For complete details or to enroll, go to:

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Courses begin every month.  Register today!


Got "Moxie?"
As of April 1st, online magazine "Moxie" (moxiemag.com) began
charging a $10 reading fee for each submission. According to
Editor Emily Hancock, in return the writer gets editorial
feedback. If the piece is accepted, the $10 fee is refunded. The
piece is then professionally edited and published, and
automatically entered in their bi-annual contest offering a $100
prize. Plus the writer can choose between a $10 payment or a copy
of "Ties that Bind, Bindings that Break" (the last print issue
published in February 2001). In an interview with Wooden Horse
Editor Meg Weaver (http://woodenhorsepub.com), Hancock offered
several explanations for the new policy, including: Moxie has no
corporate funding or other financial backing, the staff decided
against charging readers to view the site, they have been flooded
with submissions, and too many are multiple submissions which are
often careless and sloppy. "If they [writers] stop sending work
to Moxie, we will have to reconsider," Hancock said.

Lessons learned from iPublish
Even though iPublish failed on its own terms, in his keynote
address at the e-publishing seminar "Publishing in the 21st
Century," Time Warner's Larry Kirshbaum reflected on lessons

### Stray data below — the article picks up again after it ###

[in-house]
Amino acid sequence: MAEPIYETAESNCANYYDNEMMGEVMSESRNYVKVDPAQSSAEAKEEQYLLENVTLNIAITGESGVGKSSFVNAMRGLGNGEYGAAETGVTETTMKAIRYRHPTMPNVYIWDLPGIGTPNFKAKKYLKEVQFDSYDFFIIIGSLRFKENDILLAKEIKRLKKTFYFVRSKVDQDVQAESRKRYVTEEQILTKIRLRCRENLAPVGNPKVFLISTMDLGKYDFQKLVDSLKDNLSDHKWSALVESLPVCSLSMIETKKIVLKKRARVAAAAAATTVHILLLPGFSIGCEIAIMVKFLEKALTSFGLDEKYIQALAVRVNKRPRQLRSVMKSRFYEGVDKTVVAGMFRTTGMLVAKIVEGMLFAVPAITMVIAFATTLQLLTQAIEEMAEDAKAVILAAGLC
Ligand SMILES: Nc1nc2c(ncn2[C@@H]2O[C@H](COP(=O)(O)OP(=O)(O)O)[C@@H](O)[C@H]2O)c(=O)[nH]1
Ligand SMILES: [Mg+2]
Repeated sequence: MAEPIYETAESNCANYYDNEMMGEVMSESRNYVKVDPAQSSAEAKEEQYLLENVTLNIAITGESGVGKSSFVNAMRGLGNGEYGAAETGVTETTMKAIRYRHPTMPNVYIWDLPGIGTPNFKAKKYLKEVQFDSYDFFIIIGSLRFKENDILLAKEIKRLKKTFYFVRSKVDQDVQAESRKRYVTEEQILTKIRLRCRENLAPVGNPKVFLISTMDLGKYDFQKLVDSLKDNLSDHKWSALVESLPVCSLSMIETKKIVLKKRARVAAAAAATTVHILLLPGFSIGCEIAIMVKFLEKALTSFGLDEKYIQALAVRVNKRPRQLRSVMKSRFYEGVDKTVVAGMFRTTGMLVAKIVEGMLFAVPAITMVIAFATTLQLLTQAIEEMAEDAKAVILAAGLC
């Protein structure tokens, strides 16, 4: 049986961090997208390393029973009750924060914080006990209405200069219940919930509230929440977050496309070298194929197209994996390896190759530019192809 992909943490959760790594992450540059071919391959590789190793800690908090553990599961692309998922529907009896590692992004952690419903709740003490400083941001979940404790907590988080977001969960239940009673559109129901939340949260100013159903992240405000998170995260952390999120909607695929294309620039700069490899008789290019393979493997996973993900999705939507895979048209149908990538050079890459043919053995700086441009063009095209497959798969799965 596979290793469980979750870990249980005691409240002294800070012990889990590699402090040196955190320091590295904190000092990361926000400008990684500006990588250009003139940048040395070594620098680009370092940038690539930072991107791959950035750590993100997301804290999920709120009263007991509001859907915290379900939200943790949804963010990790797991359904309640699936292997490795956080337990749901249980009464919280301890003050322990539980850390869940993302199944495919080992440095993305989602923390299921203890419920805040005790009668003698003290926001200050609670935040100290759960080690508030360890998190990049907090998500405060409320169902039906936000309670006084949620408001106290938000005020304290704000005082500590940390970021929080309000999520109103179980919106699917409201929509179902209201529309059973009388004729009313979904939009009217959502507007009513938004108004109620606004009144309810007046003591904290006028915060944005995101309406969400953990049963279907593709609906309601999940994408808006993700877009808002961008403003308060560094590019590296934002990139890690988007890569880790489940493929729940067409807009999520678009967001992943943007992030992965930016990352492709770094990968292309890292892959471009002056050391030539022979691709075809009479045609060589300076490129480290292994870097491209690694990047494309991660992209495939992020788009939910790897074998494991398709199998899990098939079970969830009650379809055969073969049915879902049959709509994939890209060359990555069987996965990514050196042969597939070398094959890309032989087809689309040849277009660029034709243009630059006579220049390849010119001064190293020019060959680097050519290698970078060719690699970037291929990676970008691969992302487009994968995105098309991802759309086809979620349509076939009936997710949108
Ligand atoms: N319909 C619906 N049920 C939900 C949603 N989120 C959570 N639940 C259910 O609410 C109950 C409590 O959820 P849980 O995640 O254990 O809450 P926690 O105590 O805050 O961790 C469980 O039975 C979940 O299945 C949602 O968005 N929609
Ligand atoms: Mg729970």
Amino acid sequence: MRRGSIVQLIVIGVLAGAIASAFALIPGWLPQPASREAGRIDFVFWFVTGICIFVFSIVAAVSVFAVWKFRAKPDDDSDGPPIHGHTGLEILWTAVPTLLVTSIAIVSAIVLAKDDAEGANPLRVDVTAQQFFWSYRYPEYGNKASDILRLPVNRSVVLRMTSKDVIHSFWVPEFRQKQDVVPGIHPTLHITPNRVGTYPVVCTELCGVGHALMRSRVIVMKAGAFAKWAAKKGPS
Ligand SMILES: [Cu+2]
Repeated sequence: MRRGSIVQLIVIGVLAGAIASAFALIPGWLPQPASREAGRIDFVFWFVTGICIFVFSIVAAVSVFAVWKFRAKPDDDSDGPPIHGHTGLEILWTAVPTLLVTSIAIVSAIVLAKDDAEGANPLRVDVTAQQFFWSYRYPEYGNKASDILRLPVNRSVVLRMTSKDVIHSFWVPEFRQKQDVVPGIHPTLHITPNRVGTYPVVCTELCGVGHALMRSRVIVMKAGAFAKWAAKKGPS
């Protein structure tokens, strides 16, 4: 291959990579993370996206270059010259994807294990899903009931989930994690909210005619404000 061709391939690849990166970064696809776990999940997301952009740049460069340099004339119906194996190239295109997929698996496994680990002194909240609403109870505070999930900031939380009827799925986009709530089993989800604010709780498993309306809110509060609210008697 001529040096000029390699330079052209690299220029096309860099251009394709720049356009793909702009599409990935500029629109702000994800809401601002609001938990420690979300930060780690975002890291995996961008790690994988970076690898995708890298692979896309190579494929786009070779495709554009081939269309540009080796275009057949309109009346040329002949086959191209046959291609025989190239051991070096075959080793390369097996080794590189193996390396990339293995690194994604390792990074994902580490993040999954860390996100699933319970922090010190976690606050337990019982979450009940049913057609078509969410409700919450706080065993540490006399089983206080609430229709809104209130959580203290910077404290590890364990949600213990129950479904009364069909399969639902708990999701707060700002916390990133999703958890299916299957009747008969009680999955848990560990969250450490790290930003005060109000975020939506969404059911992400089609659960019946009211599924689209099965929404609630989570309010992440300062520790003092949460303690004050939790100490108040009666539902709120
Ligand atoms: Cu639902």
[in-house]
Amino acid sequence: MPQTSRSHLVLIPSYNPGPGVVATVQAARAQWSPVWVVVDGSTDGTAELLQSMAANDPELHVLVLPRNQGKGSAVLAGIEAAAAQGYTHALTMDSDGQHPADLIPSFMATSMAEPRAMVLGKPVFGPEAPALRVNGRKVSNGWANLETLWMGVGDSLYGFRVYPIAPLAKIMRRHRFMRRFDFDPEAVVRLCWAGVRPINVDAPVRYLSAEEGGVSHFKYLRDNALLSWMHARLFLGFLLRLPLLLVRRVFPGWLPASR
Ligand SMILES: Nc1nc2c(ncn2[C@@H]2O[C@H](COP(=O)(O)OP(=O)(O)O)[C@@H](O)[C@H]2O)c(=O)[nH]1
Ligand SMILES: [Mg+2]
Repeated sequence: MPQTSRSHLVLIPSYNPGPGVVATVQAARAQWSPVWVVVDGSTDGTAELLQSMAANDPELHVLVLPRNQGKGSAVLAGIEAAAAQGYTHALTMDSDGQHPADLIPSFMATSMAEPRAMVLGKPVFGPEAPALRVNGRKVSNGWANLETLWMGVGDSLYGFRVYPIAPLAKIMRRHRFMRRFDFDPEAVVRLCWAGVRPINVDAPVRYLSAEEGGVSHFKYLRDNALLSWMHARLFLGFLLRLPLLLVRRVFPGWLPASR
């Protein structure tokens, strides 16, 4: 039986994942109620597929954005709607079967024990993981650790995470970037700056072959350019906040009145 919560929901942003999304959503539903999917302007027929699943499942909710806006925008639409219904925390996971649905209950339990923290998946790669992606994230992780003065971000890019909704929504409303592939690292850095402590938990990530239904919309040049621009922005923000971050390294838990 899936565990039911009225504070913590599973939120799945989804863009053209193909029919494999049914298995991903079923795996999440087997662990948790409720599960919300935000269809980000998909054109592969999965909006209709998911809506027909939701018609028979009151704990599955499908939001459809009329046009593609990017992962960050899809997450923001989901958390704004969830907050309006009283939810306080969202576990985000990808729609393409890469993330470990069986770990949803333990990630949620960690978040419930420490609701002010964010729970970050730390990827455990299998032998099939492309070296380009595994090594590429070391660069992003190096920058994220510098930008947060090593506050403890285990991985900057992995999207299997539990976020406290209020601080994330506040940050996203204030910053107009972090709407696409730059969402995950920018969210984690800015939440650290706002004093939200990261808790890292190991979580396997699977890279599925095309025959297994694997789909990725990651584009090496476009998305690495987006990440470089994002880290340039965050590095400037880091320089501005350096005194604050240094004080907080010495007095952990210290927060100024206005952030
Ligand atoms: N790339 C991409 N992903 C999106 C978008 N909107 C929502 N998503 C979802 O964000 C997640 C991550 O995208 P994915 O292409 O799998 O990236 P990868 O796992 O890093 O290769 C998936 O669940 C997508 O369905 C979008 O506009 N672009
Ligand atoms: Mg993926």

learned on the digital publishing highway:  "Publishers should
encourage wide distribution of their books rather than this
obsession with piracy," calling it "a huge mistake." Publishers
"have always used libraries as a major way of promoting and
selling" and they need to use all means available to reach
readers. "Let the digital rights go, let the book be out there,"
and let readers "come back to the bookstore" for the printed

IeBAF is Dead; Long Live IeBA?
On April 19th, one day after they announced closing the IeBAF
(International eBook Award Foundation) and ending the Frankfurt
eBook Awards, Microsoft announced the formation of the new,
improved IeBA (International eBook Association), which will be
based in Europe and support the worldwide ebook community.
Microsoft Technology Development VP Dick Brass said, "As the
ebooks industry evolves past its first critical years, the need
for large monetary awards to attract interest and attention has
been replaced by the need to address commercial and technological
issues. We believe that creating an ongoing force aimed at
eliminating barriers to acceptance will help the industry move
forward faster than putting these resources into big prizes." The
IeBA plans to announce its own set of ebook awards in the future.

Amazon.com in Canada, eh?
Canadian booksellers and buyers are buzzing as evidence mounts